Previous Million-Dollar Merrill Broker Barred For Not Cooperating in Covid Aid Personal loan Probe

September 3, 2021

Continuing its crackdown on brokers who may have improperly sought pandemic aid financial loans, the Money Business Regulatory Authority has barred a 19-year ex-Merrill Lynch broker who declined to cooperate with an investigation into his pursuit of a mortgage intended for modest organizations. 

Scott G. Madison, who had labored out of Beverly Hills and New York City, agreed to the bar without admitting or denying wrongdoing alternatively than participate in the regulator’s investigation. He and his attorney, Gregg Breitbart in Fort Lauderdale, Florida, did not return requests for comment about his determination. 

The settlement, which was finalized August 30, stuck out as Madison experienced been a relatively effective broker with $1.1 million in profits and $150 million in assets when Merrill employed him from Stifel Money in 2017

George Miller, a lawyer at Shustak Reynolds & Companions, who was not included in the situation, claimed that Madison may perhaps have “seen the creating on the wall” in choosing to settle but also famous that brokers threat additional exposure or most likely criminal liability if more details surface for the duration of hearings. 

“Potentially there could be other authorized motives not to develop documents to Finra, dependent on the character of the alleged carry out,” Miller stated. “It’s not inconceivable that there could even be legal ramifications.”

Finra, as in a quantity of other enforcement steps above pandemic aid loans this year, located Madison violated its ‘catch all’ Rule 2010, which involves reps to “observe significant requirements,” and bars “any unethical organization-connected misconduct, regardless of whether or not it consists of a protection,” in accordance to the Finra letter. He also violated its Rule 8210 about cooperating in furnishing details and testimony, the regulator claimed.

Finra started investigating right after Merrill filed a U5 termination discover, which explained it experienced discharged him for allegedly refusing to cooperate with its individual probe of no matter if he had wrongly applied for and acquired an Economic Injuries Disaster Bank loan, in accordance to the settlement letter. 

Madison entered the sector in 2001, serving one particular- to 4-12 months stints at Jefferies, Goldman Sachs, Credit Suisse and Barclays Cash in advance of joining Stifel in 2015 by way of the firm’s acquisition of Barclays’ U.S. wealth management enterprise, in accordance to BrokerCheck.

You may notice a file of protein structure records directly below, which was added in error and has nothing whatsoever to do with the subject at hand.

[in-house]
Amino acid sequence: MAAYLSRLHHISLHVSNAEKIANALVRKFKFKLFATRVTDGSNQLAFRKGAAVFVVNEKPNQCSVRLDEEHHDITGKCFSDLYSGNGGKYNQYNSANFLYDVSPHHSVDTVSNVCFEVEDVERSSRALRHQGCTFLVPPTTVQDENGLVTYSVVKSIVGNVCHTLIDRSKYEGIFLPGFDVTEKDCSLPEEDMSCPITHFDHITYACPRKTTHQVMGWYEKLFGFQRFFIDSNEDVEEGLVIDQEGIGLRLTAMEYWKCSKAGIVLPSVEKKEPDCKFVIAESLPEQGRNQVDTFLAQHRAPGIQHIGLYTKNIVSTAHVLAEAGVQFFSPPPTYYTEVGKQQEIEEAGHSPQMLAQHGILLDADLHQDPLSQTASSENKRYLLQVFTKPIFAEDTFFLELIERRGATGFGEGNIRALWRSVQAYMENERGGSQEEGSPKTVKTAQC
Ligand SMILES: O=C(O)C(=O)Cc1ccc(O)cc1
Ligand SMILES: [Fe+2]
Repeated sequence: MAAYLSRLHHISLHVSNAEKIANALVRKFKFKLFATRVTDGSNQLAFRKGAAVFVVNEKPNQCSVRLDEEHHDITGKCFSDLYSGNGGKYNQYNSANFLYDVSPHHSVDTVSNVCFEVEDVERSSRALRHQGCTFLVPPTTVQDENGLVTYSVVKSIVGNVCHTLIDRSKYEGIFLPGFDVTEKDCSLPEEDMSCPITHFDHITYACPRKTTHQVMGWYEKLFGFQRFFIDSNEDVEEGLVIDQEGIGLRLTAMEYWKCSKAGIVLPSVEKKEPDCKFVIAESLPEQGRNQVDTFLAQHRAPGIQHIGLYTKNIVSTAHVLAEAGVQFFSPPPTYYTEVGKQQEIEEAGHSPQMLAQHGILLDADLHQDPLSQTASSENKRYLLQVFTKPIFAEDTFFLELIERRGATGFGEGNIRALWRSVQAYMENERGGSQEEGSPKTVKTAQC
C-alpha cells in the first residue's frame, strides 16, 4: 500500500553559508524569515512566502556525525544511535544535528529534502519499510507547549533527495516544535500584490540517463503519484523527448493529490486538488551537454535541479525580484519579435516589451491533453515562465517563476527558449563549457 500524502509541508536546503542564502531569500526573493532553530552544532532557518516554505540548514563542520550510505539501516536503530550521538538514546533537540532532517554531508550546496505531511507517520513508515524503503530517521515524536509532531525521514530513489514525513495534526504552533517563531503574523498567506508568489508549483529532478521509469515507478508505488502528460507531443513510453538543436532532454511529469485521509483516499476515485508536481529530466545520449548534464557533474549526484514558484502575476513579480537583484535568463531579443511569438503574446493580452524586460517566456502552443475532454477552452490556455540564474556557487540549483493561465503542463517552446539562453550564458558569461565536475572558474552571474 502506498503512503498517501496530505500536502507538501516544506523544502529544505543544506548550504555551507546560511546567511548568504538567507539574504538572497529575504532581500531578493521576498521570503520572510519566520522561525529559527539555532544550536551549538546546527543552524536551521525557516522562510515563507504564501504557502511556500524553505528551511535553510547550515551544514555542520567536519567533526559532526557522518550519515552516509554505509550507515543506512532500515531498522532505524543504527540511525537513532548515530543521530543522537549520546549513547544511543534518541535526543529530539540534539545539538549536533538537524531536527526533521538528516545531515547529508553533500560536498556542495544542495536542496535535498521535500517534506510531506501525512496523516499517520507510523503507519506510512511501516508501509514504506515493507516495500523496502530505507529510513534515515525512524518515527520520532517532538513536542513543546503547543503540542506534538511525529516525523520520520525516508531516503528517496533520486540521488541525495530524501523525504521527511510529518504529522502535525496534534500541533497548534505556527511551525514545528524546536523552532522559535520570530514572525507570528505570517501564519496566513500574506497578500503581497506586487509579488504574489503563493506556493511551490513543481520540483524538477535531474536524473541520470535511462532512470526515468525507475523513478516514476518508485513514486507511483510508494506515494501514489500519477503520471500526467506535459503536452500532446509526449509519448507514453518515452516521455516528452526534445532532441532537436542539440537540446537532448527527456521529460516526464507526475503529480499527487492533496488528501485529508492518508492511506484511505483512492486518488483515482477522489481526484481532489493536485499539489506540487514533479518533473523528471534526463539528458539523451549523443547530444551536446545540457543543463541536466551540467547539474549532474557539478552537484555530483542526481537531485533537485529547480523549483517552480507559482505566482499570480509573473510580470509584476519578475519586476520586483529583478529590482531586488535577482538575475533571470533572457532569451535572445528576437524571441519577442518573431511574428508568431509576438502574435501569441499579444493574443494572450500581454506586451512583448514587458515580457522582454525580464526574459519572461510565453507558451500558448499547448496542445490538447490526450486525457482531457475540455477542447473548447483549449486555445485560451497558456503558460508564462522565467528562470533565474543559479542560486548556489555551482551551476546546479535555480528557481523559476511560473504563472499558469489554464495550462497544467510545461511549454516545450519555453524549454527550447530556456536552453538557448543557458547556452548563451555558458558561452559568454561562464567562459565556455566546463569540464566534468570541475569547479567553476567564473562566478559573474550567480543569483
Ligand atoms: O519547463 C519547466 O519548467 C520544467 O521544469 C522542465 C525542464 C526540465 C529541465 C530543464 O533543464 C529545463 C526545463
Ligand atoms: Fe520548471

His only outside the house business enterprise stated is a trustee of a non-family members belief, the databases displays.

In other scenarios this calendar year, Finra in July fined and suspended a previous Merrill registered rep who was discharged after the agency concluded that she had improperly acquired money for a non-existent true estate assets administration small business by means of the EIDL program. The regulator that month also ​​fined and suspended a former Wells Fargo Advisors broker who allegedly sought to borrow through the very same application to fund his on the internet buying and selling account.

These circumstances were being brought individually from a overview Finra is conducting of brokers who may possibly have taken pandemic financial loans for undisclosed outside firms. 

Brokers and registered reps aren’t the only ones in the highlight in excess of alleged abuses of pandemic relief programs.

Registered investment decision advisory firms also may have gouged the Paycheck Defense Plan, a federal method offering forgivable financial loans to small firms impacted by the pandemic, for additional than $36 million, in accordance to an August-released review authored by William Beggs of the College of San Diego and Thuong Harvison of the College of Arizona.

The analyze, titled “Fraud and Abuse in the Paycheck Security Method? Proof from Financial commitment Advisory Corporations,” believed that extra than 6% of $590 million in PPP resources been given by firms in the investment decision management marketplace consisted of “statutory overallocations to corporations abusing the Software.”

Nearly 3,000 RIAs–representing just about a quarter of the RIAs suitable for PPP funds–had gained financial loans in just the initial spherical of the system in the spring of 2020, according to the examine.

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